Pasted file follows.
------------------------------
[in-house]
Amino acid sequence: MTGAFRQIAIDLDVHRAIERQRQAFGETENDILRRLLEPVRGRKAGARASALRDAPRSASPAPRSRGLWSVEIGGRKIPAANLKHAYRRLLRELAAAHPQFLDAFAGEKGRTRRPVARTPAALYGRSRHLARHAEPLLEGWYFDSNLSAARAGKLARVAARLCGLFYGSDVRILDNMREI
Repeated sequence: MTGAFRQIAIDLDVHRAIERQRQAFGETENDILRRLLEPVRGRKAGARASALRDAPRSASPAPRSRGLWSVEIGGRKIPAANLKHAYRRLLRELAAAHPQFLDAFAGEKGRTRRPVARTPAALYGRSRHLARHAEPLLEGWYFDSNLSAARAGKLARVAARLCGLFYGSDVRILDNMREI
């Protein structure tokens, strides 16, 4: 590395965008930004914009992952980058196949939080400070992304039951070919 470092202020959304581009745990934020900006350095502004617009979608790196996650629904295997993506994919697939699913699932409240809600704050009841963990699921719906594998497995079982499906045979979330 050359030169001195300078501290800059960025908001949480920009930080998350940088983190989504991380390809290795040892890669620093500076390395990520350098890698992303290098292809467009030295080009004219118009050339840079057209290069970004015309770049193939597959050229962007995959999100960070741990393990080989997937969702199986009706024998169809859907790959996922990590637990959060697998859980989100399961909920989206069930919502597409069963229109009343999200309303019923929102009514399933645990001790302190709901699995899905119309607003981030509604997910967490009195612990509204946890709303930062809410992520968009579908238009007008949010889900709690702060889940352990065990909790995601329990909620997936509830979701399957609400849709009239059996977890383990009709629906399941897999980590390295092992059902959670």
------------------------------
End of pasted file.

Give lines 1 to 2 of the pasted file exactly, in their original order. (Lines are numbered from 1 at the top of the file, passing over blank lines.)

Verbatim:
[in-house]
Amino acid sequence: MTGAFRQIAIDLDVHRAIERQRQAFGETENDILRRLLEPVRGRKAGARASALRDAPRSASPAPRSRGLWSVEIGGRKIPAANLKHAYRRLLRELAAAHPQFLDAFAGEKGRTRRPVARTPAALYGRSRHLARHAEPLLEGWYFDSNLSAARAGKLARVAARLCGLFYGSDVRILDNMREI